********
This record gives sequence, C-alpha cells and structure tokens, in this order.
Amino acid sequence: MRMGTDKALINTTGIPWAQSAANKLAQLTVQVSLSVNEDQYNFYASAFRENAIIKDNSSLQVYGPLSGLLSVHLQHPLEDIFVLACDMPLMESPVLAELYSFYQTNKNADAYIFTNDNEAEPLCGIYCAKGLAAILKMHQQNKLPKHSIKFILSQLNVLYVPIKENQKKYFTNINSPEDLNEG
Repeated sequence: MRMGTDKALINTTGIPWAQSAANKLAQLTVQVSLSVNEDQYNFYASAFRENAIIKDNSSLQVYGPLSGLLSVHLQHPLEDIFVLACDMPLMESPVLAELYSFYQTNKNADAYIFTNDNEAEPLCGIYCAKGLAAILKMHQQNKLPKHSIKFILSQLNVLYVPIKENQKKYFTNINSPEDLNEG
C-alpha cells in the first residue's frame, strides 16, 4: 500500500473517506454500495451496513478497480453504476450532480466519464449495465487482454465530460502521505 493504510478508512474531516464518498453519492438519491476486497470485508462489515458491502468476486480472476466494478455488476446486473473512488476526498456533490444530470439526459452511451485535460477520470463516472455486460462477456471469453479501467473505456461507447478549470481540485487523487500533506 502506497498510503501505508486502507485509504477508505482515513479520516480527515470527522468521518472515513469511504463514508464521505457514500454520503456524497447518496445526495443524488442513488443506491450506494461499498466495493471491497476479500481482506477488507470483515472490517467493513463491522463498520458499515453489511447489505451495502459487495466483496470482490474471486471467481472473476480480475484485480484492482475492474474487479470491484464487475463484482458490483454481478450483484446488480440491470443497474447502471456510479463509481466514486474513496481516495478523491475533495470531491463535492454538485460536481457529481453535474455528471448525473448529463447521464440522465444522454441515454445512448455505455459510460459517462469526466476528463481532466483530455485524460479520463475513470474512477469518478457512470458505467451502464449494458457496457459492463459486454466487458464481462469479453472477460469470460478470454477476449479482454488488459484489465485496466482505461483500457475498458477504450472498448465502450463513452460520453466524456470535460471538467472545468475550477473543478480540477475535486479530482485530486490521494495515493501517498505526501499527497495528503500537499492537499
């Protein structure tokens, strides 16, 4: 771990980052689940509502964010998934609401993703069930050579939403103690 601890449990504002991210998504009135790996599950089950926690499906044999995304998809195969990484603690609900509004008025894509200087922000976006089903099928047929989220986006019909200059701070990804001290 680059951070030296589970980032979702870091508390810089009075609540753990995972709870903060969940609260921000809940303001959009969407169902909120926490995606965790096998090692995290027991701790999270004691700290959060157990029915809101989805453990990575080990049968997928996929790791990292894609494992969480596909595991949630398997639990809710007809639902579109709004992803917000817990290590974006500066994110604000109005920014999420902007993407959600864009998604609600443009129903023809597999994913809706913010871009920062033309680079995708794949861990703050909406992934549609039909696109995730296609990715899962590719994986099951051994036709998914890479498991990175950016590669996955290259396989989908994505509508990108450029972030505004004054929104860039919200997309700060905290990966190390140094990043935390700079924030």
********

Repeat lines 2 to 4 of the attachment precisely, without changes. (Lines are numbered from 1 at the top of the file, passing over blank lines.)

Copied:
Amino acid sequence: MRMGTDKALINTTGIPWAQSAANKLAQLTVQVSLSVNEDQYNFYASAFRENAIIKDNSSLQVYGPLSGLLSVHLQHPLEDIFVLACDMPLMESPVLAELYSFYQTNKNADAYIFTNDNEAEPLCGIYCAKGLAAILKMHQQNKLPKHSIKFILSQLNVLYVPIKENQKKYFTNINSPEDLNEG
Repeated sequence: MRMGTDKALINTTGIPWAQSAANKLAQLTVQVSLSVNEDQYNFYASAFRENAIIKDNSSLQVYGPLSGLLSVHLQHPLEDIFVLACDMPLMESPVLAELYSFYQTNKNADAYIFTNDNEAEPLCGIYCAKGLAAILKMHQQNKLPKHSIKFILSQLNVLYVPIKENQKKYFTNINSPEDLNEG
C-alpha cells in the first residue's frame, strides 16, 4: 500500500473517506454500495451496513478497480453504476450532480466519464449495465487482454465530460502521505 493504510478508512474531516464518498453519492438519491476486497470485508462489515458491502468476486480472476466494478455488476446486473473512488476526498456533490444530470439526459452511451485535460477520470463516472455486460462477456471469453479501467473505456461507447478549470481540485487523487500533506 502506497498510503501505508486502507485509504477508505482515513479520516480527515470527522468521518472515513469511504463514508464521505457514500454520503456524497447518496445526495443524488442513488443506491450506494461499498466495493471491497476479500481482506477488507470483515472490517467493513463491522463498520458499515453489511447489505451495502459487495466483496470482490474471486471467481472473476480480475484485480484492482475492474474487479470491484464487475463484482458490483454481478450483484446488480440491470443497474447502471456510479463509481466514486474513496481516495478523491475533495470531491463535492454538485460536481457529481453535474455528471448525473448529463447521464440522465444522454441515454445512448455505455459510460459517462469526466476528463481532466483530455485524460479520463475513470474512477469518478457512470458505467451502464449494458457496457459492463459486454466487458464481462469479453472477460469470460478470454477476449479482454488488459484489465485496466482505461483500457475498458477504450472498448465502450463513452460520453466524456470535460471538467472545468475550477473543478480540477475535486479530482485530486490521494495515493501517498505526501499527497495528503500537499492537499